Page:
Couples celebrating Valentine’s Day are increasingly likely to have found each other online. Among those who've paid to use a dating platform, many turned to established sites, like veteran Match.com. But sparks are flying at Tinder and Bumble, where rapid matchmaking has led to rapid sales growth.
Tinder’s parent company, Match Group, owns several dating sites, including its namesake and OkCupid. On Match.com, anyone can create a profile, but to do more than just window-shop matches, users must pay for membership. Founded in 1995, Match.com has historically been the most popular dating platform. But as online daters increasingly break up with established sites, spending at dating apps Tinder and Bumble has taken off.
In 2017, Tinder’s yearly sales doubled compared to the previous year. At Bumble, spending throughout the last five months of the year nearly quadrupled compared to the same period in 2016, when paid features were first offered. This growth does not factor in iTunes transactions, which aren't distinguishable in our data, but it does include credit and debit cards, PayPal, and Google Play. While Tinder and Bumble are quickly gaining popularity, dotcom-era sites prove less lucky in love (and sales).
Tinder users go for the gold
Tinder grew rapidly last year when, in the final days of August, it added a new membership tier—Tinder Gold. September saw a 33-percent jump in new paying members as users presumably flocked to Gold’s most-hyped feature: the ability to see who’s swiped right on you.
For established sites Match.com, eHarmony, and OkCupid, January was the biggest month for new paid users. This trend was also true of previous years, suggesting the holiday that drives most traffic to these sites is not Valentine’s Day—it’s New Years. July was also popular, showing a month-over-month increase in new customers across every platform.
“Super” add-ons lure paid users to trending apps
Newcomer Bumble offers several novel features that prod users to engage with each other. For instance, after two singles match on Bumble, the match expires after one day if no conversation starts up. For straight men and women, Bumble markets an additional twist—only the woman can initiate a conversation. This ladies-first approach may draw feminist accolades for Bumble, but a summer sales boost corresponds with the release of a less-original feature. Launched in July, Bumble’s “SuperSwipe” bears some striking similarities to Tinder’s “Super Like,” in both its use and impact on spending.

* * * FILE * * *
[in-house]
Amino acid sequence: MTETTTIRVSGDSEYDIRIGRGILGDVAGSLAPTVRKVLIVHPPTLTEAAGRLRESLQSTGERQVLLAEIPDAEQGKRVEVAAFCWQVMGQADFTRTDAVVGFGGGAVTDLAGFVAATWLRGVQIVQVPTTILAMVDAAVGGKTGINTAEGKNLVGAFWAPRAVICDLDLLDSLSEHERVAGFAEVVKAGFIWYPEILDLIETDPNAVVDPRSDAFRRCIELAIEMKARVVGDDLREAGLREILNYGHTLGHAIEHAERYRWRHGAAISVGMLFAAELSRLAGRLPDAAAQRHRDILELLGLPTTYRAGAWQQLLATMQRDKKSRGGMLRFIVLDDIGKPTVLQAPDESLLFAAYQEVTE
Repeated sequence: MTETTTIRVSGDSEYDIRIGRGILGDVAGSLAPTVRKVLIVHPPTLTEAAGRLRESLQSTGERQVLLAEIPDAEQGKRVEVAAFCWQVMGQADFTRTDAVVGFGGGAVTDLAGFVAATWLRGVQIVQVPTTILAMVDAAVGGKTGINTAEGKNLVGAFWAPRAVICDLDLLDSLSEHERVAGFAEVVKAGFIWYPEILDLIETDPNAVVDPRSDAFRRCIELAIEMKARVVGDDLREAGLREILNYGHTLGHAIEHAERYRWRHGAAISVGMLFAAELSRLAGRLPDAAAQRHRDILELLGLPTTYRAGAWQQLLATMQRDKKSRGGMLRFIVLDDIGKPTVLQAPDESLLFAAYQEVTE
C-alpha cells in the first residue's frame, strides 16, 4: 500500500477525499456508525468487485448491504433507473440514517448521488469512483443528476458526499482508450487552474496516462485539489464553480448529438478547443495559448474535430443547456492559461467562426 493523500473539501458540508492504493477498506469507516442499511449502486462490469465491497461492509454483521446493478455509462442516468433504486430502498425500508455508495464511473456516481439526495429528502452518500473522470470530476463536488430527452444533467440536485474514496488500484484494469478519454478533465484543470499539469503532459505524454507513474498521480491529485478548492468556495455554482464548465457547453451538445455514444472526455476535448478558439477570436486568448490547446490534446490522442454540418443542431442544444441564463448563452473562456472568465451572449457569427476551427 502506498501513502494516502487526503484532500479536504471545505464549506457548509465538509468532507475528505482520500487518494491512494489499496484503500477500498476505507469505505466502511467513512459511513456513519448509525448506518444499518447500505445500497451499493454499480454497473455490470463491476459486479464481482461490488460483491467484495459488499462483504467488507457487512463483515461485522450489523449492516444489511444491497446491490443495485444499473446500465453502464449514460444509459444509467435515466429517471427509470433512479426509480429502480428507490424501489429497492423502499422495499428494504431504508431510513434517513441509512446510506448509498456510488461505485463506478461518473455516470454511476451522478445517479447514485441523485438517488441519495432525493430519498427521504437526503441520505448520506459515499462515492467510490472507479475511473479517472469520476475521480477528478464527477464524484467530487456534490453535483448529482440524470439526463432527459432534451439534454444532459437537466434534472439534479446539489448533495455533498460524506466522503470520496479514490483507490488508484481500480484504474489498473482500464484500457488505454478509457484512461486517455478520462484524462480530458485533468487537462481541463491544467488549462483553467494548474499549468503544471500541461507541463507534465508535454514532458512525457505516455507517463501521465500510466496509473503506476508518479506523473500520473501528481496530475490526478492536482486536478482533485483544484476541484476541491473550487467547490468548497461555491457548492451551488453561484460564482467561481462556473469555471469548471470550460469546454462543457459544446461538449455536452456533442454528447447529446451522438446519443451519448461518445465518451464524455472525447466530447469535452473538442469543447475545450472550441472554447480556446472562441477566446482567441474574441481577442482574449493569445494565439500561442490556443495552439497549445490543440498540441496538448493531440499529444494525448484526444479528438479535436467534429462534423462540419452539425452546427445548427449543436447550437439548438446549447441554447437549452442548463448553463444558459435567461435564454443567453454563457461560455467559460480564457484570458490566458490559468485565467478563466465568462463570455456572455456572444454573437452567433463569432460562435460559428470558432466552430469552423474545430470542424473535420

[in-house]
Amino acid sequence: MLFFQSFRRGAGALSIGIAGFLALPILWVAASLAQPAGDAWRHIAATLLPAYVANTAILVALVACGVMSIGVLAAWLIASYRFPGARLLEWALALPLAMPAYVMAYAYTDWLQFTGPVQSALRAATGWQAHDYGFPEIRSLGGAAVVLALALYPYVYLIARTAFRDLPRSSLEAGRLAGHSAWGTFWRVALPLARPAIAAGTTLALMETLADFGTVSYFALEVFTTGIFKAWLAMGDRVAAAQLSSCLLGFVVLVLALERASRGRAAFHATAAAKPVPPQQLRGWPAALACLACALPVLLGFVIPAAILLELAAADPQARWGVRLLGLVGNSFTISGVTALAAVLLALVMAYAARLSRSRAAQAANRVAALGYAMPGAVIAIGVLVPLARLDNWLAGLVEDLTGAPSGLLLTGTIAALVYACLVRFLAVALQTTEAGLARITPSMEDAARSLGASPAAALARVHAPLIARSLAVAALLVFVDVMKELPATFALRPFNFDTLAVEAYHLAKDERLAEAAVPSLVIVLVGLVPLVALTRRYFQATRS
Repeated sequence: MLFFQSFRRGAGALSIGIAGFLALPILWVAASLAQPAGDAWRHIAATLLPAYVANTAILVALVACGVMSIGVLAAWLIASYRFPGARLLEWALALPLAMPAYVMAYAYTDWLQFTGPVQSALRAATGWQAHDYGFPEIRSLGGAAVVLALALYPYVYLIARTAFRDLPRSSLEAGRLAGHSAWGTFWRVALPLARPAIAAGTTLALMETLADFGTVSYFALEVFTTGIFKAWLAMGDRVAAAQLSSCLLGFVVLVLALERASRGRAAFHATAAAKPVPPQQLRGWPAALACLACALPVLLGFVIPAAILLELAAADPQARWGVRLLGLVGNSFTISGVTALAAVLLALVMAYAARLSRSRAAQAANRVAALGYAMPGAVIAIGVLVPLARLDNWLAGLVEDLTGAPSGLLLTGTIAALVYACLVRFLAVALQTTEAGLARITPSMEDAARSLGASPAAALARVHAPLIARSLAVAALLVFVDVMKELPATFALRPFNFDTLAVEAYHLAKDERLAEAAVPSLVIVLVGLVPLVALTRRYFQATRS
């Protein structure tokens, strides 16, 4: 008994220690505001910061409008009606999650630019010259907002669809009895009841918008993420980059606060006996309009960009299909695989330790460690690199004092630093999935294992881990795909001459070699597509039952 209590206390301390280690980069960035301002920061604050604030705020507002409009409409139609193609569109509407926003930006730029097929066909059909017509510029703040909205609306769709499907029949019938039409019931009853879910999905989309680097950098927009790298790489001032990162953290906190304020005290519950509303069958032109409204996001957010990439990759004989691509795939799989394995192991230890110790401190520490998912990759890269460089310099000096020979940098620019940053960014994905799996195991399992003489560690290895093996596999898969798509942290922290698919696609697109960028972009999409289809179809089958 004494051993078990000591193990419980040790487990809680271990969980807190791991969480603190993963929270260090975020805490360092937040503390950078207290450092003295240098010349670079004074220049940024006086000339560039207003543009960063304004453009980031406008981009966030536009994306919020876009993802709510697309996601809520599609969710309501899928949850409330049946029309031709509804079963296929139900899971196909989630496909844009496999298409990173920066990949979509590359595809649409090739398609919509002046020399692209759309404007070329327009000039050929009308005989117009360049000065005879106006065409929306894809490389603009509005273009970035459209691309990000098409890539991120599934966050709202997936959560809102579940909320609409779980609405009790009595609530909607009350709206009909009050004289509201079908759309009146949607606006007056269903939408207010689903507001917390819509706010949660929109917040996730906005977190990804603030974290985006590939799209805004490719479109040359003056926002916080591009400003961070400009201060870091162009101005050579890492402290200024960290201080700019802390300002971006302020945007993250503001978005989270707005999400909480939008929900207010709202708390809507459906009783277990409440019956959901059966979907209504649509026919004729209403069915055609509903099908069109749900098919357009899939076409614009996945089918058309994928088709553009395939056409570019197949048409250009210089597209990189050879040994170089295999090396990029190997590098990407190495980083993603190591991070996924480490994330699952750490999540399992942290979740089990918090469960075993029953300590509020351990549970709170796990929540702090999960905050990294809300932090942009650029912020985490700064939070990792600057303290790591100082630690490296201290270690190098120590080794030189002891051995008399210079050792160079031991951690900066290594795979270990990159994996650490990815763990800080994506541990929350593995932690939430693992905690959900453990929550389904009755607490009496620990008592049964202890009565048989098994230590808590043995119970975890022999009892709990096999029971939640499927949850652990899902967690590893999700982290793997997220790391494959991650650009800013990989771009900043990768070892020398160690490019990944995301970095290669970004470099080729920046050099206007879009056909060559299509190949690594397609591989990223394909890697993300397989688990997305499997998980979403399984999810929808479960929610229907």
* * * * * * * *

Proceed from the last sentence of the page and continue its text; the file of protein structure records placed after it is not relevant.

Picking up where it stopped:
In its early days, Tinder started offering paid memberships in the form of Tinder Plus. Seven months later, it debuted the Super Like—a way to let another user know you’re really interested. Users are rationed one Super Like per day but can unlock additional Likes by paying for Tinder Plus. Tinder launched the Super Like in October 2015 and saw a 31-percent month-over-month increase in spending.
If imitation is the sincerest form of flattery, Tinder should be blushing. Bumble first offered the SuperSwipe in July 2017, one year after launching its paid memberships. Users were quick to observe that the 99-cent, in-app purchase greatly resembles Tinder’s Super Like. But despite criticism, Bumble’s sales increased by 79 percent the month that the feature hit the app.
Another way Bumble is similar to Tinder? Its customers.
CEO Whitney Wolfe Herd founded Bumble in collaboration with international-dating platform Badoo after she left Tinder on less-than-good terms. Like Tinder, Bumble is free to use, with options for in-app purchases and premium membership. And as of last quarter, 44 percent of Bumble’s paid users also spent with Tinder.
Match Group should be thrilled with its homegrown success, Tinder, but it appears to be hung up on the one that got away—reportedly offering $450 million for Bumble last year. Bumble rejected, but it may have just been playing hard to get. Recent reports say the company is up for sale with a valuation of $1.5 billion.
Putting a price tag on love
So how much are users shelling out on dating platforms? In their first year, paid users spend only $52 with Bumble, on average. But at eHarmony, that number triples, with new users averaging $162 in the same period. New subscribers can pay as much as $60 for a single month of eHarmony, but deeply discounted, multi-month packages help entice singles with commitment issues.
Since most of these users presumably aspire to remove themselves from the dating scene, retention is expectedly low across platforms. At 9 percent, eHarmony’s retention is one of the lowest among competitors, which aligns with its heavily marketed promise to efficiently match “compatible” users in long-term relationships. Bumble, however, is exploring ways around the expected dating-site churn. It recently added friendship and professional networking services, giving paid users a reason to stick around longer.
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